What is bad about it?
To be honest, it is a sensible subject.
Even after all this time.

Also, some might think politics and superheroes shouldn't mix, for those, there's always Marvel and DC's main line of comic books.  But if you stick to just Marvel and DC you are missing out, so when you're ready, don't hesitate to at least give the first introductory volume a try.

Also, it is a quite adult story, definitively not for children.  It's not really graphic, but the authors don't hesitate to show some violence, blood and even nudity, mostly in the later trades.

And as real as the tone might be, it will always be a fictional story set in another reality.  You'll have to expect seeing a lot of what could have been:

What’s the art like?
The art, as I never stop saying, is gorgeous!
You might have caught the overall look of the book in the above segments. Tony Harris and his inker Tom Feister have done fantastic work, keeping issues coming out month after month, with the quality never decreasing.  Harris, like Alex Ross, works mostly from live models with some friends posing for him as actors would.  His Mitchell, Rick Bradbury or Ivan "Kremlin" Tereshkov are all based on some of his personal friends. It really is like having actors playing them, giving them human features. Thus, the expressions are realistic, not exaggerated.  You'll find at the end of most volumes some 'making of' segments and behind the scenes look at some pages, covers and chapters.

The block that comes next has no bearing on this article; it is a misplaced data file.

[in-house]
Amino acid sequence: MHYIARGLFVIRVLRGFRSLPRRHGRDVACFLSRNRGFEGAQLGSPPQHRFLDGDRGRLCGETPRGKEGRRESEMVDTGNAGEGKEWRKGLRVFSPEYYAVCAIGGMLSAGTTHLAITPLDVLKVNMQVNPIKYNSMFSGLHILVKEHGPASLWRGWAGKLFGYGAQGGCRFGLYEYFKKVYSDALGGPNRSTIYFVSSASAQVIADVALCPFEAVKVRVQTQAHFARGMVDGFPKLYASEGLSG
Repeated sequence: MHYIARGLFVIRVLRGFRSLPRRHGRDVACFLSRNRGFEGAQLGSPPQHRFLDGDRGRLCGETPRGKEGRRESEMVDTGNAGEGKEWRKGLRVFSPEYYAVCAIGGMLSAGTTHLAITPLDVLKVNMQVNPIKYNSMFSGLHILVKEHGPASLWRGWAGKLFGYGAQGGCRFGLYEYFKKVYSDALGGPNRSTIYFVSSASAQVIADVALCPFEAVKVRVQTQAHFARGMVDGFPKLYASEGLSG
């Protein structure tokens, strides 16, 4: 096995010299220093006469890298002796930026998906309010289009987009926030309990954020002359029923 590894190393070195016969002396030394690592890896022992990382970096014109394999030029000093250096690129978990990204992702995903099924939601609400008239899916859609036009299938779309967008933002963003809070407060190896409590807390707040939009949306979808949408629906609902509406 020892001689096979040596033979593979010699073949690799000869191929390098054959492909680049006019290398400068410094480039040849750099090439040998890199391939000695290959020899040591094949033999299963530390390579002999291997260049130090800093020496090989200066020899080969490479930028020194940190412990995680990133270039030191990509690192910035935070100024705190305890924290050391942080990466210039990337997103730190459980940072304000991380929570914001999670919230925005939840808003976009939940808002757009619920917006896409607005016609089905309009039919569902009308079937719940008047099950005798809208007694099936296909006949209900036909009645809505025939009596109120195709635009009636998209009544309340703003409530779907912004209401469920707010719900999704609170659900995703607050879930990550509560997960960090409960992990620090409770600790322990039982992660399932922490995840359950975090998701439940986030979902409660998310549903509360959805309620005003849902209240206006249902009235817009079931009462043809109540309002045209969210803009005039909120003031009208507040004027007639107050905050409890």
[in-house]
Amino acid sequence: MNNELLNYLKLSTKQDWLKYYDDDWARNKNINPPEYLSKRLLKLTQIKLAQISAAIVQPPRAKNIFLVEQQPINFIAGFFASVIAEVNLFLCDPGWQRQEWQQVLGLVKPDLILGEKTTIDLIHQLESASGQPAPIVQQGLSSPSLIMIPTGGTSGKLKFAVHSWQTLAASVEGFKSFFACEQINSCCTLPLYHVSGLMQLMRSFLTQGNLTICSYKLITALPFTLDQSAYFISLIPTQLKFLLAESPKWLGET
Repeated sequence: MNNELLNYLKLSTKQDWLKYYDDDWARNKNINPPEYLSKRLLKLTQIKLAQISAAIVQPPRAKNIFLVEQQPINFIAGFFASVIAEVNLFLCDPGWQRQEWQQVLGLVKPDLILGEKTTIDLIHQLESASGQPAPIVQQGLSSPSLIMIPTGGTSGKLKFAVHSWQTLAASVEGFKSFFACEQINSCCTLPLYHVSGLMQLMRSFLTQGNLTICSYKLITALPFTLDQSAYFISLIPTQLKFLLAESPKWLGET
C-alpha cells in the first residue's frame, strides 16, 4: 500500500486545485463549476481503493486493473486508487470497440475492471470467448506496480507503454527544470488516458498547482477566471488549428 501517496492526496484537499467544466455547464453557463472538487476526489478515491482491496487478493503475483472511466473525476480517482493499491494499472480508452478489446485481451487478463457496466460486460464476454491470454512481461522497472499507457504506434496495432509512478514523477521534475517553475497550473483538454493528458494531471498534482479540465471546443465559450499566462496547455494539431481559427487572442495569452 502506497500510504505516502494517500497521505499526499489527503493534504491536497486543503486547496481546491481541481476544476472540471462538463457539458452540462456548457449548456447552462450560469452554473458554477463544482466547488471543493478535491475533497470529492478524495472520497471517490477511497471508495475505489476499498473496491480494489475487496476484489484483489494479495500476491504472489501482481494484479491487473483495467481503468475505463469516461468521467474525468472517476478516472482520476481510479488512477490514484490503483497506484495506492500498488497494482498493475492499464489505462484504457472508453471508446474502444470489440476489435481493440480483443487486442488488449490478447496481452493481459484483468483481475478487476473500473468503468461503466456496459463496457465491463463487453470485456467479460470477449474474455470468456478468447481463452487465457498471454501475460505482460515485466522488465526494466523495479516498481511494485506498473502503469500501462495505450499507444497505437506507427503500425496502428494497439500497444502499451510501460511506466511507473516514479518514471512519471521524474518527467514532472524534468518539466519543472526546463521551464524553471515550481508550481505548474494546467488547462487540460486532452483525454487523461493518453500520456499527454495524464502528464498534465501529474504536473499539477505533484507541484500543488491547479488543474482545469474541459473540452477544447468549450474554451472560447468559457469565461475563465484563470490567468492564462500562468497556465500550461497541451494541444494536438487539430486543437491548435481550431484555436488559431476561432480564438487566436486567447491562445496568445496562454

The action scenes are a bit more imaginative than the dialogue scenes as this is where Mitchell can actually display his super powers.  This is closer in feel to what you would find in the original Superman movie, and these are the parts that make this book still feel like a superhero comic despite the political subjects.

The book is often pretty dark in colors, but is able to showcase a larger range of colors in the more personal scenes. For example, the moments that define Mitchell's past or those panels that need to properly immerse us in a world of magic and science fiction.

All in all, it's a beautiful looking book, with very natural characters telling us a supernatural story, set in our modern world.  This is easily Tony Harris at his best.

Other information
Ex Machina Vol. 1: The First Hundred Days
136 pg Colors - Softcover
Priced at approximately £7.43
ISBN 1401206123

The entire series is collected in 10 Volumes, for a run of over 50 issues (comprising 5 Specials) in:
Ex Machina Vol. 2: Tag
Ex Machina Vol. 3: Fact V. Fiction
Ex Machina Vol. 4: March to War
Ex Machina Vol. 5: Smoke Smoke
Ex Machina Vol. 6: Power Down
Ex Machina Vol. 7: Ex Cathedra
Ex Machina Vol. 8: Dirty Tricks
Ex Machina vol. 9: Ring Out the Old
Ex Machina Vol. 10: Term Limits

If you liked this series, the style of this story, I suggest checking out either these other similar Wildstorm series:
Alan Moore's Tom Strong

Or this Vertigo Comics who has a sort of similar tone:

And finally, these comics from the same creators:
Starman Omnibus
Y: The Last Man

1 comment:

  1. That first issue last page reveal bowled me over...

    Amusing (to me) aside: I just moved all of my comics into 4 legal sized file cabinets. I use a nifty program to catalog my comics, including where they are if I wish to re-read them. EVERY issue of Ex Machina is on the LEFT side of the drawer it is in...